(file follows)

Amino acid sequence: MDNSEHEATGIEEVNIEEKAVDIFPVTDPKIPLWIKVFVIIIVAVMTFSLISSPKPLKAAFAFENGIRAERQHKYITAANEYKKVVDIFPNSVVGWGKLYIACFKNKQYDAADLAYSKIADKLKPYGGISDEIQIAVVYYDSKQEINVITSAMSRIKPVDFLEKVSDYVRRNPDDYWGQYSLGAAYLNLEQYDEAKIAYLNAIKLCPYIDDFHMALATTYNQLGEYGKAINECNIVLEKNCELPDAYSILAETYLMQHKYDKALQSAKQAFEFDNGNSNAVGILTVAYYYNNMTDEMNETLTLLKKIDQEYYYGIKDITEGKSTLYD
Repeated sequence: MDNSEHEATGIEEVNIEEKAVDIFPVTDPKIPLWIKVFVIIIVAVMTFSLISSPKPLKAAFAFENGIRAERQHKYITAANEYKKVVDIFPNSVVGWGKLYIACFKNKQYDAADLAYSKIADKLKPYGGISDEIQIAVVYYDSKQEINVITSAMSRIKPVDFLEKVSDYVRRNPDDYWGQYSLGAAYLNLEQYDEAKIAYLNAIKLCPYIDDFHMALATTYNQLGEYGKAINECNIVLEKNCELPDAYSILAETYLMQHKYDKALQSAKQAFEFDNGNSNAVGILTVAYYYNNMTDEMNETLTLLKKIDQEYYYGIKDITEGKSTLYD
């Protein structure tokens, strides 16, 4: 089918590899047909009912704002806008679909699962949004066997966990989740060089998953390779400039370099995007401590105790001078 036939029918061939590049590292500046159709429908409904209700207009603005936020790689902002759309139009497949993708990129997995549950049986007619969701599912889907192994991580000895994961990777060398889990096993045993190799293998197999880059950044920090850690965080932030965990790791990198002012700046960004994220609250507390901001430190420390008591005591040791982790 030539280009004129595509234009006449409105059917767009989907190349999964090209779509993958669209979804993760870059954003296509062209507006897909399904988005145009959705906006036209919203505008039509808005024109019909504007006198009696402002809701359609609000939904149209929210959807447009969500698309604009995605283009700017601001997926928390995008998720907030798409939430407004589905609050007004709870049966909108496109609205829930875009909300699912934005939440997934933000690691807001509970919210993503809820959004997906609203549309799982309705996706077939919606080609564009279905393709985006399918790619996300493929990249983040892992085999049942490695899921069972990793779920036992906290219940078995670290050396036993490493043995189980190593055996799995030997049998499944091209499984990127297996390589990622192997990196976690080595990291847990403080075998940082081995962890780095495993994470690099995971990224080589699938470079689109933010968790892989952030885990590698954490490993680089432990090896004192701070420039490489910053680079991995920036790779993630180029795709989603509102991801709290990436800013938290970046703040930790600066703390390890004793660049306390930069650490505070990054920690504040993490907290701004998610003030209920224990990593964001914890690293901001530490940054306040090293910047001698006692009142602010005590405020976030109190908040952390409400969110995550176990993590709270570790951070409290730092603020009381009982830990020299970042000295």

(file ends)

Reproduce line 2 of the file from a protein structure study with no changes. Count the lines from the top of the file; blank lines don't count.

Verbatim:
Repeated sequence: MDNSEHEATGIEEVNIEEKAVDIFPVTDPKIPLWIKVFVIIIVAVMTFSLISSPKPLKAAFAFENGIRAERQHKYITAANEYKKVVDIFPNSVVGWGKLYIACFKNKQYDAADLAYSKIADKLKPYGGISDEIQIAVVYYDSKQEINVITSAMSRIKPVDFLEKVSDYVRRNPDDYWGQYSLGAAYLNLEQYDEAKIAYLNAIKLCPYIDDFHMALATTYNQLGEYGKAINECNIVLEKNCELPDAYSILAETYLMQHKYDKALQSAKQAFEFDNGNSNAVGILTVAYYYNNMTDEMNETLTLLKKIDQEYYYGIKDITEGKSTLYD